glisten with the mirrored image of him trekking into an unfamiliar realm. She trumpets towards
him, prompting the herd to do the same. They are all celebrating Mwamba’s independence,
showing their love by wasting energy to cheer him on. This is the last time he will see any of
them again. Mwamba is now and will forever be a bachelor male elephant, searching in and out
for adoration and companionship.

Mwamba is making his way for the first time in his life alone. Fortunately, or unfortunately, the
dry season is ending and there is a thunderstorm brewing in the distant lands. As immense as
Mwamba is, he sought shelter and comfort from the herd when nights like this hit the Serengeti.
As the storm looms, so does all the memories of Akua. She’d hum a melody that would
put Mwamba in a trance. The tune combined with gentle strokes from her trunk is a spell mother
elephant’s use to console their frightened offspring. Mwamba closes his eyes and imagines his
mother humming the harmony until a spark of lightning flashes her translucent body in front of
him. He peers around anxiously, frozen to the land his feet touch.

The thunder gains in ferocity as the storm closes in on him. Each occasional lightning
strike illuminates the land and makes it possible for him to get a glimpse at his mother’s
iridescent frame. He trumpets and chases the illusion of his mother trying to get her attention.
With each strike, she appears further and further away from him. He is so focused on getting her
attention that he forgets about his fear of the storm. A large streak of lightning hits the ground
just yards away from Mwamba and a downpour of rain drenches the land. The sound that follows
the strike makes Mwamba trumpet in fear and he runs in the opposite direction. Another strike
hits the ground, and then another, and then another. Another strike hits even closer this time and
he veers back in the direction from which he came. A final strike illumes the land long enough
for Mwamba to get a peek at a majestic tree emanating a mystical charm. He makes haste
towards the tree while preparing for the roaring thunder that trails the lightning without fail.
Mwamba makes it to the tree; its branches and leaves drape the ground making it softer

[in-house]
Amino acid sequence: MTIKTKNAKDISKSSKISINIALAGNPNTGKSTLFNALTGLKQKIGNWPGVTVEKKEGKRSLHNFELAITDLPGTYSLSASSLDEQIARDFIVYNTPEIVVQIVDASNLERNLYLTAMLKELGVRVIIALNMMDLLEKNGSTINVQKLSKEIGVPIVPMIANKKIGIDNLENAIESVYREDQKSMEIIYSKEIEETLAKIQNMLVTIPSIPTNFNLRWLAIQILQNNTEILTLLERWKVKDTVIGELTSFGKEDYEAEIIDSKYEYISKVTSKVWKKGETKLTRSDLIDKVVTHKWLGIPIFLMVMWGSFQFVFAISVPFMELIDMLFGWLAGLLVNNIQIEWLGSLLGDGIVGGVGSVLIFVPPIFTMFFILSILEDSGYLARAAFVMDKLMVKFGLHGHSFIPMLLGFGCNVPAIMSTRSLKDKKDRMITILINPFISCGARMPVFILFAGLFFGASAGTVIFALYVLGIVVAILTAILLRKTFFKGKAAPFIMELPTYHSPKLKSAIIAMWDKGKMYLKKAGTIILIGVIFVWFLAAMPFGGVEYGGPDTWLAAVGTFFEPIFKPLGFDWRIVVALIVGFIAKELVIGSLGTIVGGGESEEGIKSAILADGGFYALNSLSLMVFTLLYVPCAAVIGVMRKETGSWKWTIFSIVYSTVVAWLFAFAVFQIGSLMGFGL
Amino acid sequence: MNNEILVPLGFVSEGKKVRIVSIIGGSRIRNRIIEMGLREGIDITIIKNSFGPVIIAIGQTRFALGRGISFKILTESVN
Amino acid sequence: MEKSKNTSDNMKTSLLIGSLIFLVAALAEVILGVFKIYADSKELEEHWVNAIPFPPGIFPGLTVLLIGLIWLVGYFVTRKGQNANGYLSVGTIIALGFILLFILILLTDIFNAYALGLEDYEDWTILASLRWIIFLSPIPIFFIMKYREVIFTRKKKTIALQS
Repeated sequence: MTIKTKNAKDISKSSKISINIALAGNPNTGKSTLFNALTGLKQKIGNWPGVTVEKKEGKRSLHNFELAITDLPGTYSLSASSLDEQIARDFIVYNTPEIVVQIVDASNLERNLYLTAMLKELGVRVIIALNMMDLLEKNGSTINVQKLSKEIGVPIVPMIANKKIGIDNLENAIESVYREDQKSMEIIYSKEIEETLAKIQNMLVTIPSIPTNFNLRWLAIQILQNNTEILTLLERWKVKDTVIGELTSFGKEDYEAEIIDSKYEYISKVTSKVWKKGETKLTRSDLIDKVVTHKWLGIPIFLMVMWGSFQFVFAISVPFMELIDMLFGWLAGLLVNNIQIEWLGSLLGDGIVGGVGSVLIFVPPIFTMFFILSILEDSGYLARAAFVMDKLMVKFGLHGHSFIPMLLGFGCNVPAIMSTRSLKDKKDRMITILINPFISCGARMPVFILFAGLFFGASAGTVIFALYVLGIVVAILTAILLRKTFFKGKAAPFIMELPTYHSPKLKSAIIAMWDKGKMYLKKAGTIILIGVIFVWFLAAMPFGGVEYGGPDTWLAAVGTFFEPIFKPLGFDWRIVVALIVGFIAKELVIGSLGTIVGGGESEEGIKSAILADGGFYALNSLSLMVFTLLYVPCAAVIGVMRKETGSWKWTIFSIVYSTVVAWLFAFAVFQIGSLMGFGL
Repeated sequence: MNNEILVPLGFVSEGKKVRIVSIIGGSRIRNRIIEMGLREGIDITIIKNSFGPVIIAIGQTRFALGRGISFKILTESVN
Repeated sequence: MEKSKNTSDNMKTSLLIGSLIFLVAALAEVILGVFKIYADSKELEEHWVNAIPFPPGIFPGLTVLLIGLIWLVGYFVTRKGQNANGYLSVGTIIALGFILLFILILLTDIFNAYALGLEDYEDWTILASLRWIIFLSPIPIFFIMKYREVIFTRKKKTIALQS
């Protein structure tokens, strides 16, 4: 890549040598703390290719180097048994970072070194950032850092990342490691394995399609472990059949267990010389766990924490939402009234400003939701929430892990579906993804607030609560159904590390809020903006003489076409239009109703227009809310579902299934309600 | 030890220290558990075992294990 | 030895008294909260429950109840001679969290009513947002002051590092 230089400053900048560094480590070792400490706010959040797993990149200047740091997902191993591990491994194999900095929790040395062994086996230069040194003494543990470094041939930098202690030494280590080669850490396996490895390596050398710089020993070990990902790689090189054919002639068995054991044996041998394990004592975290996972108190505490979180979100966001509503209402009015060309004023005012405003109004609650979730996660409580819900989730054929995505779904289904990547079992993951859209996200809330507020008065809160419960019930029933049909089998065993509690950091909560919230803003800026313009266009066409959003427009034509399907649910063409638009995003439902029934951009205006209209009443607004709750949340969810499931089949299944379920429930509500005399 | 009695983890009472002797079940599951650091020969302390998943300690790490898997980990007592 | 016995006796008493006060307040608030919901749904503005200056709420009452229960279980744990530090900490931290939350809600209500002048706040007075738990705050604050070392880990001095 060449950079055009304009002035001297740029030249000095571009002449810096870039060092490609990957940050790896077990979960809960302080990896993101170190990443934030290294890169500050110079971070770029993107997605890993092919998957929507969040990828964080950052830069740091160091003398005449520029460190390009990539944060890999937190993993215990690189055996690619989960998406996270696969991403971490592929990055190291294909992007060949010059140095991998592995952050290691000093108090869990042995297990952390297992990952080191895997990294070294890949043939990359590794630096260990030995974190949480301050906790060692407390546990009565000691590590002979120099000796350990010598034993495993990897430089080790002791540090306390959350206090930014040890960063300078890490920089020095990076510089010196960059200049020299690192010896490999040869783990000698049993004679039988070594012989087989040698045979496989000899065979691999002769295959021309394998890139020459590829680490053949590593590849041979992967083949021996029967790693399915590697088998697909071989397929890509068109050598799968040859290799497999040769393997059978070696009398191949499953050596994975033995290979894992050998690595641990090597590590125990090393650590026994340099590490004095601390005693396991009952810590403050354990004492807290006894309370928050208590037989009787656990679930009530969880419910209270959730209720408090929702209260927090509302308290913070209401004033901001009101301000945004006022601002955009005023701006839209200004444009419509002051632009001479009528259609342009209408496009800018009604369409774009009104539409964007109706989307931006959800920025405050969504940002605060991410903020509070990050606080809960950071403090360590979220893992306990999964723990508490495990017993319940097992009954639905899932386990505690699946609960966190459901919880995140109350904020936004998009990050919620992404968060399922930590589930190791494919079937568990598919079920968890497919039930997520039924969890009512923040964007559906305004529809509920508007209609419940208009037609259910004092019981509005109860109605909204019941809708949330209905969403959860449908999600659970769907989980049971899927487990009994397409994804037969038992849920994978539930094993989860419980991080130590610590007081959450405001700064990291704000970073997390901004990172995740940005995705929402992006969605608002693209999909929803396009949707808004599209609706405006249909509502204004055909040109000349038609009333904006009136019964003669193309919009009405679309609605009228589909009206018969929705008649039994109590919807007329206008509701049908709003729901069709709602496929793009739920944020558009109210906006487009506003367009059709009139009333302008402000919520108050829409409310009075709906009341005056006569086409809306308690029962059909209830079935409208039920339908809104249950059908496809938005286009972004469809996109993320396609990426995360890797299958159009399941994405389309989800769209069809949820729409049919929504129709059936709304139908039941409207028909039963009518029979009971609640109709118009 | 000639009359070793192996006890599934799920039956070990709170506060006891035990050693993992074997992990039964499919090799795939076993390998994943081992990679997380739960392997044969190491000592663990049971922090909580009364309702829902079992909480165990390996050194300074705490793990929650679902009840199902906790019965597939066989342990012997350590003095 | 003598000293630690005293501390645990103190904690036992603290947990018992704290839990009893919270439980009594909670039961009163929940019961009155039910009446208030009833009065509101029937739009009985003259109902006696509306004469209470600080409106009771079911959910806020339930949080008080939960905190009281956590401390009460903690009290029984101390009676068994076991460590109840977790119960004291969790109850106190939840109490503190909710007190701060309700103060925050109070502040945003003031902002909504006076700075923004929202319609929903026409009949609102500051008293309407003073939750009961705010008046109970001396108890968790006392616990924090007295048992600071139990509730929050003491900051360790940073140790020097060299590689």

than the dry grass around it. As the storm continues to ravage the land, Mwamba indulges on the
succulent leaves, gorging himself to relieve stress. A lightning strike hits the ground close to his
tree and he cowers further into it. Walking backwards, he steps on something sharp that did not feel familiar. He turns to look at the object and waits for a lightning strike to light the ground
again. When it does, it reveals a glance of an elephant tusk. Suddenly, lightning bugs, thousands
of them, revivifies the entire tree and that’s when he sees it: the elephant bones that lay in the
same shape of his mother when she died. Mwamba stares at the bones for a moment and after
realizing it’s Akua, he carefully grips each bone with his trunk.


The thunderstorm subsides and the royal Willow Tree gleams in the sparkle of the night’s
stars. Mwamba steps outside of the tree and looks into the sky. The stars begin to form a
constellation that resembles Akua and Mwamba together under the tree. He carefully studies the
stars, rearranging them until he sees her face staring back at him. He now knows that in order to
find companionship, he only needs to look into the sky of dreams and lose himself. He returns to
his mother’s bones and carefully cuddles next to them only allowing his body to slightly touch
her skeleton. Mwamba finds himself chasing the lightening bugs with his eyes, reaching out with
his trunk every so often to grab one. It’s not long until he drifts asleep imagining the soft branch
rubbing against his underbelly is his mother’s trunk pulling him closer to her spirit.
The next morning, Mwamba marvels at the tree’s magnificence. Akua’s soul is now one
with the once withering Willow Tree giving it new life and abundance. He looks around and sees
other trees standing firm and healthy during the unrelenting dry season. Do all the elephants who
perish souls inhabit these trees? With each drop of rain, Mwamba can feel the essences of the
many departed elephants before him; the epic saga of life and death infused into each droplet.
Life & Death.

“…or is it the release of mournful tears from elephants’ ancestors?”

-The End-

TIMOTHY’S REVIEW AND CRITIQUE: